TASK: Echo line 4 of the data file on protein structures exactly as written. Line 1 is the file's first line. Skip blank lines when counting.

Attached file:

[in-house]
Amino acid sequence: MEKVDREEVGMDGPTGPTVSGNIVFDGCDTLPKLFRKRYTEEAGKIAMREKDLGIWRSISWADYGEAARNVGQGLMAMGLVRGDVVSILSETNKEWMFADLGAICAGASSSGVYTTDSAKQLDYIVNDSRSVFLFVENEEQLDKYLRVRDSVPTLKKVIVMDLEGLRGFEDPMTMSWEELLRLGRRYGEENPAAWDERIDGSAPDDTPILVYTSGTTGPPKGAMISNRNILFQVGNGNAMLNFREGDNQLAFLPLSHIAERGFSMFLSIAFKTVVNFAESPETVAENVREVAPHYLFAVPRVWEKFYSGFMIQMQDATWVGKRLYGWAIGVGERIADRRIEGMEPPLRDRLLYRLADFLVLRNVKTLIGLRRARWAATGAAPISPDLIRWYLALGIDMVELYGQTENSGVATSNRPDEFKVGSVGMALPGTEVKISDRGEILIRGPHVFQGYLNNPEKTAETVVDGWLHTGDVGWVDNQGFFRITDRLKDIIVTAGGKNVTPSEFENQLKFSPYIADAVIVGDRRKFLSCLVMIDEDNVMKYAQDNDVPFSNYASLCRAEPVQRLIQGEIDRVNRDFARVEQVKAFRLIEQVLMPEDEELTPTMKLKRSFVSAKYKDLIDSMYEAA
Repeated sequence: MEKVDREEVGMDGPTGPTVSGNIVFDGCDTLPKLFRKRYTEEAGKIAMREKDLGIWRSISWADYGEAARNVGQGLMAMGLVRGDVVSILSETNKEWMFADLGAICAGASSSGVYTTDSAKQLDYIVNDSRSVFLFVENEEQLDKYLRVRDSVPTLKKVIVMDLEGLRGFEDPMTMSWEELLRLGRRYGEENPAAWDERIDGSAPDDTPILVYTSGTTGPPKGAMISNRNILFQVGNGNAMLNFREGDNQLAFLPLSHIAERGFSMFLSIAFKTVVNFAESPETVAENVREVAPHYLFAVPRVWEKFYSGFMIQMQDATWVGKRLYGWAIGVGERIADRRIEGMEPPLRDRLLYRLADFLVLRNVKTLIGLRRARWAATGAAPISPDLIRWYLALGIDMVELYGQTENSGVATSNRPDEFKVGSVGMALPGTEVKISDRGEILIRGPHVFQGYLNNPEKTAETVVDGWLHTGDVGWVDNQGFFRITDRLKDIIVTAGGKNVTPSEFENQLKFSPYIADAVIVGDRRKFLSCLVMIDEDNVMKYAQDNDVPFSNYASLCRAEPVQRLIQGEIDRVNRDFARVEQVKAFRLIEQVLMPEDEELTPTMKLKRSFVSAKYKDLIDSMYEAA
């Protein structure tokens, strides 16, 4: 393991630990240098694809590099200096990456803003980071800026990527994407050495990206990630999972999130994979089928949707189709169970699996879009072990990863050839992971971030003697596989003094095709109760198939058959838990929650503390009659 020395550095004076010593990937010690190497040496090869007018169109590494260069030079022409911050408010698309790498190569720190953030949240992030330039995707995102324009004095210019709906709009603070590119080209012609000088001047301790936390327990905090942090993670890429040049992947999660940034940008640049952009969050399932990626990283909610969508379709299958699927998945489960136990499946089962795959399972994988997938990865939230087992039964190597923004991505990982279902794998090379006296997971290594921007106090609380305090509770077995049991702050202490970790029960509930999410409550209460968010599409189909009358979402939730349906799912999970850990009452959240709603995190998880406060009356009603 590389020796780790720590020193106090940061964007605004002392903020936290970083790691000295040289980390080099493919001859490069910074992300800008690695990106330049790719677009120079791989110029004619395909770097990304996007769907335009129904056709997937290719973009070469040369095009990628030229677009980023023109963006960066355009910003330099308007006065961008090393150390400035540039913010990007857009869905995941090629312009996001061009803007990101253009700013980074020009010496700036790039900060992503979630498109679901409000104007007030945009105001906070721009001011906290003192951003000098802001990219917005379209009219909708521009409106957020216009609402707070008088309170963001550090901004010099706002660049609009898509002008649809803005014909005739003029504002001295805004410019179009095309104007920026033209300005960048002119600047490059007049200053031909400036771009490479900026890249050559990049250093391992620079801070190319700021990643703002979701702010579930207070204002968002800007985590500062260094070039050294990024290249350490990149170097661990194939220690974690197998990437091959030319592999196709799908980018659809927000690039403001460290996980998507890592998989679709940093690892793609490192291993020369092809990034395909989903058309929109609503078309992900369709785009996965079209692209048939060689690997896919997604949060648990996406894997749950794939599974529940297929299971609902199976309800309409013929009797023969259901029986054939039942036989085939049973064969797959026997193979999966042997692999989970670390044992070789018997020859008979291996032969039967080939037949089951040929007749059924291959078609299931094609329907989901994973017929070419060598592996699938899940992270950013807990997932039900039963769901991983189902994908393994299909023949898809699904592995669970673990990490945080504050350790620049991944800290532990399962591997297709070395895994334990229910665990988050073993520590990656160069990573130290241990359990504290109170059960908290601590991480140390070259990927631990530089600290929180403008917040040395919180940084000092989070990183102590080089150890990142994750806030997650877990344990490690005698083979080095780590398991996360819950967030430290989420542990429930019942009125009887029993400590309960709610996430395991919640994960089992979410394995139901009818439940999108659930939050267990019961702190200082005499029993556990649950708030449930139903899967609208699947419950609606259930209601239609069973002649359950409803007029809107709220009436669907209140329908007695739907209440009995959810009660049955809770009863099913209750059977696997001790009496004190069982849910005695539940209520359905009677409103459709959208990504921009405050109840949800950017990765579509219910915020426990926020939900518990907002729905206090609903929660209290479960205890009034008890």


């Protein structure tokens, strides 16, 4: 393991630990240098694809590099200096990456803003980071800026990527994407050495990206990630999972999130994979089928949707189709169970699996879009072990990863050839992971971030003697596989003094095709109760198939058959838990929650503390009659 020395550095004076010593990937010690190497040496090869007018169109590494260069030079022409911050408010698309790498190569720190953030949240992030330039995707995102324009004095210019709906709009603070590119080209012609000088001047301790936390327990905090942090993670890429040049992947999660940034940008640049952009969050399932990626990283909610969508379709299958699927998945489960136990499946089962795959399972994988997938990865939230087992039964190597923004991505990982279902794998090379006296997971290594921007106090609380305090509770077995049991702050202490970790029960509930999410409550209460968010599409189909009358979402939730349906799912999970850990009452959240709603995190998880406060009356009603 590389020796780790720590020193106090940061964007605004002392903020936290970083790691000295040289980390080099493919001859490069910074992300800008690695990106330049790719677009120079791989110029004619395909770097990304996007769907335009129904056709997937290719973009070469040369095009990628030229677009980023023109963006960066355009910003330099308007006065961008090393150390400035540039913010990007857009869905995941090629312009996001061009803007990101253009700013980074020009010496700036790039900060992503979630498109679901409000104007007030945009105001906070721009001011906290003192951003000098802001990219917005379209009219909708521009409106957020216009609402707070008088309170963001550090901004010099706002660049609009898509002008649809803005014909005739003029504002001295805004410019179009095309104007920026033209300005960048002119600047490059007049200053031909400036771009490479900026890249050559990049250093391992620079801070190319700021990643703002979701702010579930207070204002968002800007985590500062260094070039050294990024290249350490990149170097661990194939220690974690197998990437091959030319592999196709799908980018659809927000690039403001460290996980998507890592998989679709940093690892793609490192291993020369092809990034395909989903058309929109609503078309992900369709785009996965079209692209048939060689690997896919997604949060648990996406894997749950794939599974529940297929299971609902199976309800309409013929009797023969259901029986054939039942036989085939049973064969797959026997193979999966042997692999989970670390044992070789018997020859008979291996032969039967080939037949089951040929007749059924291959078609299931094609329907989901994973017929070419060598592996699938899940992270950013807990997932039900039963769901991983189902994908393994299909023949898809699904592995669970673990990490945080504050350790620049991944800290532990399962591997297709070395895994334990229910665990988050073993520590990656160069990573130290241990359990504290109170059960908290601590991480140390070259990927631990530089600290929180403008917040040395919180940084000092989070990183102590080089150890990142994750806030997650877990344990490690005698083979080095780590398991996360819950967030430290989420542990429930019942009125009887029993400590309960709610996430395991919640994960089992979410394995139901009818439940999108659930939050267990019961702190200082005499029993556990649950708030449930139903899967609208699947419950609606259930209601239609069973002649359950409803007029809107709220009436669907209140329908007695739907209440009995959810009660049955809770009863099913209750059977696997001790009496004190069982849910005695539940209520359905009677409103459709959208990504921009405050109840949800950017990765579509219910915020426990926020939900518990907002729905206090609903929660209290479960205890009034008890």